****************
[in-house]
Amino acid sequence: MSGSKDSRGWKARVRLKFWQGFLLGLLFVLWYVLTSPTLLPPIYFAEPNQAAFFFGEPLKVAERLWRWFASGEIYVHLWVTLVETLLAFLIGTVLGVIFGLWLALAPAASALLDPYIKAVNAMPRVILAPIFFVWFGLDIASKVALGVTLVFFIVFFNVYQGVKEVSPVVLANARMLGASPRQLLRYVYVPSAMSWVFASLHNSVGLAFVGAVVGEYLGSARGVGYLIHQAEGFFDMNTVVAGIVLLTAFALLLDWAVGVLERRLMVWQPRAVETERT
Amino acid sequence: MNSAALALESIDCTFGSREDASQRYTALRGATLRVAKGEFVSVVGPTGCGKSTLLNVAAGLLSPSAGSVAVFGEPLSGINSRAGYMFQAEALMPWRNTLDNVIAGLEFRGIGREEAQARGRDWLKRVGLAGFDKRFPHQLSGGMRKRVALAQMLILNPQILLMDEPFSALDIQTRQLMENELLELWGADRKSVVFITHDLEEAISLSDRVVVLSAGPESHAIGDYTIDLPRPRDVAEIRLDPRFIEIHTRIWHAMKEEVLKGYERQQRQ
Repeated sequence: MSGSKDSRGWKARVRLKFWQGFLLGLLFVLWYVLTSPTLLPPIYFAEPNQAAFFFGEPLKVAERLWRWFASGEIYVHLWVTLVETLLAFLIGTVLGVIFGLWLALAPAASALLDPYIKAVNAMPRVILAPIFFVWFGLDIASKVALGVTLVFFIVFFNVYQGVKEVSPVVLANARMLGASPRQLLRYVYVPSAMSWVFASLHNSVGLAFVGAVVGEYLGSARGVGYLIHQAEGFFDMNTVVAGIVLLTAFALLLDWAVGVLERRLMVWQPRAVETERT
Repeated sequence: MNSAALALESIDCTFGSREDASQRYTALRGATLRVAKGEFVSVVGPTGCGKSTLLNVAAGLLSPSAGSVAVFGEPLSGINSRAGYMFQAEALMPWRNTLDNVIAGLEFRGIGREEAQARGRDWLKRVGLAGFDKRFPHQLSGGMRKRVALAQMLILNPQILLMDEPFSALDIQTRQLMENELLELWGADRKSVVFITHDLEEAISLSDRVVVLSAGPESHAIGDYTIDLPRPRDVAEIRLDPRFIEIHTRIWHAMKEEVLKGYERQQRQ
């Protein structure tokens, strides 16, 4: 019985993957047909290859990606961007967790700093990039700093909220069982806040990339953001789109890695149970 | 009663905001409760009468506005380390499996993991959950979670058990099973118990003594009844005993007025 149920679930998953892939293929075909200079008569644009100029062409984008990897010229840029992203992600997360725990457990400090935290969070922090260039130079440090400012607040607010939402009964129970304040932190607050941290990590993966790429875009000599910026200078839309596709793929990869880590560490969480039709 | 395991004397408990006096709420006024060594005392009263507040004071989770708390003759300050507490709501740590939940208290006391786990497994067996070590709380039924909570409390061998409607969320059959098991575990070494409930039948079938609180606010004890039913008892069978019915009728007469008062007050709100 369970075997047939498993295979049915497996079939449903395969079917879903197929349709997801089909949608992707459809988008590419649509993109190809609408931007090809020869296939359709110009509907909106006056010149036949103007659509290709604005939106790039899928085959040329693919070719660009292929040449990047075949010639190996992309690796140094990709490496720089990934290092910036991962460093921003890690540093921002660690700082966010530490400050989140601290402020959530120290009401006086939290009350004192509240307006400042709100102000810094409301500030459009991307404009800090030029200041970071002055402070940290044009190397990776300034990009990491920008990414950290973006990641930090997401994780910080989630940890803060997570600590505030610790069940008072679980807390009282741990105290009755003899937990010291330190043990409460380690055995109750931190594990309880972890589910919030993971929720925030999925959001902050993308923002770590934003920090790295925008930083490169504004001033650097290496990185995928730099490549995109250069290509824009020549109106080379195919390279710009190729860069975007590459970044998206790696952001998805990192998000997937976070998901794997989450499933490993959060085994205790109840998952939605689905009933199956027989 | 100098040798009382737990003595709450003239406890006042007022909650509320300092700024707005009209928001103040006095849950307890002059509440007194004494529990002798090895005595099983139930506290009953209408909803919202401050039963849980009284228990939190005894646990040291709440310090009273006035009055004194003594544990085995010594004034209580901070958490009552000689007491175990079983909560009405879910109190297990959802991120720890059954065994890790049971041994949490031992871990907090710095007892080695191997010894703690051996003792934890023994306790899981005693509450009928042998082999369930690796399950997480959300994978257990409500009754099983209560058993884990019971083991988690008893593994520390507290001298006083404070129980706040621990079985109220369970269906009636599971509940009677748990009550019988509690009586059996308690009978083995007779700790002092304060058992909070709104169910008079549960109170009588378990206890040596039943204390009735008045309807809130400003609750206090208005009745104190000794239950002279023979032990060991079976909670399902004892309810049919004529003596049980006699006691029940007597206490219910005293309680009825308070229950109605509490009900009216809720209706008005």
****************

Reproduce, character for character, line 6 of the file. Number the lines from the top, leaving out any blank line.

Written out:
């Protein structure tokens, strides 16, 4: 019985993957047909290859990606961007967790700093990039700093909220069982806040990339953001789109890695149970 | 009663905001409760009468506005380390499996993991959950979670058990099973118990003594009844005993007025 149920679930998953892939293929075909200079008569644009100029062409984008990897010229840029992203992600997360725990457990400090935290969070922090260039130079440090400012607040607010939402009964129970304040932190607050941290990590993966790429875009000599910026200078839309596709793929990869880590560490969480039709 | 395991004397408990006096709420006024060594005392009263507040004071989770708390003759300050507490709501740590939940208290006391786990497994067996070590709380039924909570409390061998409607969320059959098991575990070494409930039948079938609180606010004890039913008892069978019915009728007469008062007050709100 369970075997047939498993295979049915497996079939449903395969079917879903197929349709997801089909949608992707459809988008590419649509993109190809609408931007090809020869296939359709110009509907909106006056010149036949103007659509290709604005939106790039899928085959040329693919070719660009292929040449990047075949010639190996992309690796140094990709490496720089990934290092910036991962460093921003890690540093921002660690700082966010530490400050989140601290402020959530120290009401006086939290009350004192509240307006400042709100102000810094409301500030459009991307404009800090030029200041970071002055402070940290044009190397990776300034990009990491920008990414950290973006990641930090997401994780910080989630940890803060997570600590505030610790069940008072679980807390009282741990105290009755003899937990010291330190043990409460380690055995109750931190594990309880972890589910919030993971929720925030999925959001902050993308923002770590934003920090790295925008930083490169504004001033650097290496990185995928730099490549995109250069290509824009020549109106080379195919390279710009190729860069975007590459970044998206790696952001998805990192998000997937976070998901794997989450499933490993959060085994205790109840998952939605689905009933199956027989 | 100098040798009382737990003595709450003239406890006042007022909650509320300092700024707005009209928001103040006095849950307890002059509440007194004494529990002798090895005595099983139930506290009953209408909803919202401050039963849980009284228990939190005894646990040291709440310090009273006035009055004194003594544990085995010594004034209580901070958490009552000689007491175990079983909560009405879910109190297990959802991120720890059954065994890790049971041994949490031992871990907090710095007892080695191997010894703690051996003792934890023994306790899981005693509450009928042998082999369930690796399950997480959300994978257990409500009754099983209560058993884990019971083991988690008893593994520390507290001298006083404070129980706040621990079985109220369970269906009636599971509940009677748990009550019988509690009586059996308690009978083995007779700790002092304060058992909070709104169910008079549960109170009588378990206890040596039943204390009735008045309807809130400003609750206090208005009745104190000794239950002279023979032990060991079976909670399902004892309810049919004529003596049980006699006691029940007597206490219910005293309680009825308070229950109605509490009900009216809720209706008005």